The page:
SoftBank President and chief operating officer Nikesh Arora, under fire from investors, has resigned from the company with effect from June 22, bringing an abrupt end to a high-flying career in the Japanese technology player.
Arora, who was widely seen as a successor to Masayoshi Son, chairman & CEO of SoftBank Group (SBG), will continue in an advisory role with effect from July 1. The resignation of India-born Arora, one of the highest paid corporate executives who took home a pay packet of $135 million in 2014-15, came a day after Softbank announced an independent committee found that investors’ allegations against Arora were without merit.
“I had hoped to hand over the reins of SoftBank to him on my 60th birthday, but I feel my work is not done. I want to cement SoftBank 2.0, develop Sprint to its true potential and work on a few more crazy ideas. This will require me to be CEO for at least another five to ten years — this is not a time frame for me to keep Nikesh waiting for the top job,” Son said. Since joining SoftBank nearly two years ago, Arora has spent nearly $4 billion investing in startups around the world in a hunt for a break-through technology firm capable of driving future growth.
A section of Softbank investors had complained to the board against Arora for poor performance in making investments for SoftBank, conflict of interest as Arora remains a senior advisor with PE firm SilverLake, personal interests put ahead of those of SoftBank and the huge compensation package.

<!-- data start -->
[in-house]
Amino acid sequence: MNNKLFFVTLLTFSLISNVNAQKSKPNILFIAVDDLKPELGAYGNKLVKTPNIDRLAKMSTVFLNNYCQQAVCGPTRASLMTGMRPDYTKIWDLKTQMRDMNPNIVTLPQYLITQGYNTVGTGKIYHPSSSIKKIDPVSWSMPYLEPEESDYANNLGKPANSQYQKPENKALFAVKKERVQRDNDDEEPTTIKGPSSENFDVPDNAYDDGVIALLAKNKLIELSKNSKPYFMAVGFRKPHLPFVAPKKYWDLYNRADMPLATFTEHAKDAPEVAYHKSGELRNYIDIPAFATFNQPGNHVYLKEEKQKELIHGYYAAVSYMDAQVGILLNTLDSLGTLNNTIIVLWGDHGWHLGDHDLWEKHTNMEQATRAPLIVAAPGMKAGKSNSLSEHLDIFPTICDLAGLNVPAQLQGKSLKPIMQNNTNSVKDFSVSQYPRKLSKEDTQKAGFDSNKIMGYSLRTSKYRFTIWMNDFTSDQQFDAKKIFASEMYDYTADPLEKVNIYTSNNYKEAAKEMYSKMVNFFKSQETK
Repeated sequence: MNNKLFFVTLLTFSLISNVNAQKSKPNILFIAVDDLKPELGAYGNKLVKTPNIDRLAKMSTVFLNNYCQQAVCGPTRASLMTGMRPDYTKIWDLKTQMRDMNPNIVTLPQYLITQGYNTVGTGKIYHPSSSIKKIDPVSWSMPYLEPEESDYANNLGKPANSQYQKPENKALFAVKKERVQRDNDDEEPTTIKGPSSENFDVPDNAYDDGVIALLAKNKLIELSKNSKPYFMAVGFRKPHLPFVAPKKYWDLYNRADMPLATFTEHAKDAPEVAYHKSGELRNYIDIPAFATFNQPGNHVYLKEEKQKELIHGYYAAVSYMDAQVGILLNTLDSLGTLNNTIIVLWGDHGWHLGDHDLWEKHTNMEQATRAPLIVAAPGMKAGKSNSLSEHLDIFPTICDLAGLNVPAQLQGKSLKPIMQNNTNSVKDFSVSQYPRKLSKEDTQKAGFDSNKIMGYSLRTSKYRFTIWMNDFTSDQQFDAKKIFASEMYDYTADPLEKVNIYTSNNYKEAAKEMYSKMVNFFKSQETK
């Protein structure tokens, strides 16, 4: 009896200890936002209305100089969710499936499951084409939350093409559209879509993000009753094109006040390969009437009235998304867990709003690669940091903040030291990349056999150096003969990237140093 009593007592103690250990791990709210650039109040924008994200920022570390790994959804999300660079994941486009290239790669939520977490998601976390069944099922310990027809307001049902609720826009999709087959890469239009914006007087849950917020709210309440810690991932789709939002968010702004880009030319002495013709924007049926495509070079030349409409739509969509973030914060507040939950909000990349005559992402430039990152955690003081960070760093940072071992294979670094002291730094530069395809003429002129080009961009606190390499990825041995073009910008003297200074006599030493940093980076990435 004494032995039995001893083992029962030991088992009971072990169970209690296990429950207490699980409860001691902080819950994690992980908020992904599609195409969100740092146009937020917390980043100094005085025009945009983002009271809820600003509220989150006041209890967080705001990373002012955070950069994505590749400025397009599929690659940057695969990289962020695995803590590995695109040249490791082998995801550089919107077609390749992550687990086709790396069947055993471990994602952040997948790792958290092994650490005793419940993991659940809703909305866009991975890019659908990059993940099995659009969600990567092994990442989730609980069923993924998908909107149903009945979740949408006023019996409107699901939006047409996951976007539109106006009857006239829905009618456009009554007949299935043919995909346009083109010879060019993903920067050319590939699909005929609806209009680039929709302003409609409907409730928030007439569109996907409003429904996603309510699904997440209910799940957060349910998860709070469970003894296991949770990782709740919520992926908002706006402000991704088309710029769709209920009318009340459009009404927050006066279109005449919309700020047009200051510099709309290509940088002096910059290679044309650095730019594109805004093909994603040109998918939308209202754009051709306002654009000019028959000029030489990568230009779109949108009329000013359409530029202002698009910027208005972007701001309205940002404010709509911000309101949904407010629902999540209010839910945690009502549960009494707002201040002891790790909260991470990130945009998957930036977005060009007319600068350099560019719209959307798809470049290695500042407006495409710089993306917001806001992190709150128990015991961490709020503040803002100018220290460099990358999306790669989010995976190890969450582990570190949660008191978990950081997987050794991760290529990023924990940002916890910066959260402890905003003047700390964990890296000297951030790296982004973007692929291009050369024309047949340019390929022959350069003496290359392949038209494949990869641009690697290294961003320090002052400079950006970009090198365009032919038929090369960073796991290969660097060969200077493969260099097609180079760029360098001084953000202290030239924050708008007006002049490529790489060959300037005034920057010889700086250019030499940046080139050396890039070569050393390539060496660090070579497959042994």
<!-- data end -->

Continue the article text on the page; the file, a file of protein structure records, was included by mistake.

Arora, an alumni of IIT-BHU, Varanasi and Northeastern University (MBA), joined SoftBank from Google, where he was the chief business officer in September 2014. During his tenure, SBG invested in a set of ground-breaking growth-stage companies in India like Snapdeal, Ola, Oyo, Grofers, Housing and extended its footprint in Asia successfully with Coupang in Korea and the ride-share player Grab in Southeast Asia.
Recently, the company sold a small part of its shareholding in Alibaba Group to reduce leverage and improve financial health over the long term. SBG entered an agreement to sell its stake in Supercell for $7.3 billion.
“Nikesh Arora and I have been partners in creating SoftBank 2.0. He has been able to help think through our vision, future growth plans and articulate the SoftBank strategy. He brought world class execution skills to SoftBank, as evidenced in our myriad of investments over the last year, as well as the complex monetisation of our Alibaba stake, and most recently our successful sale of Supercell. I am indebted to him for his contributions,” Son said.
Son said Arora and he decided that Arora would move to an advisory role and continue to support SoftBank, “while he zeroes in on his next challenge.” “He will continue to be friend of SoftBank, and I will have my hand on his shoulder,” Son said.
“I have enjoyed working with Masa and the SoftBank team and I look forward to my next challenge. In the meantime I will continue to support SoftBank and our investee companies,” Arora said.
Arora took the position of vice chairman of SBG and CEO of SB Group US, Inc (the former SoftBank Internet and Media, Inc) in September 2014 and has been involved in the execution of the group’s growth strategy.
“He then assumed the position of representative director and director of SBG in June 2015. Masayoshi Son had been considering Arora as a strong candidate for succession. Son’s intention was to keep leading the group in various aspects for the time being, while Arora wished to start taking over the lead in a few years time. The difference of expected timelines between the two leads to Arora’s resignation from the position of representative director and director of SBG with the expiration of the term of office and his next steps,” SoftBank said.
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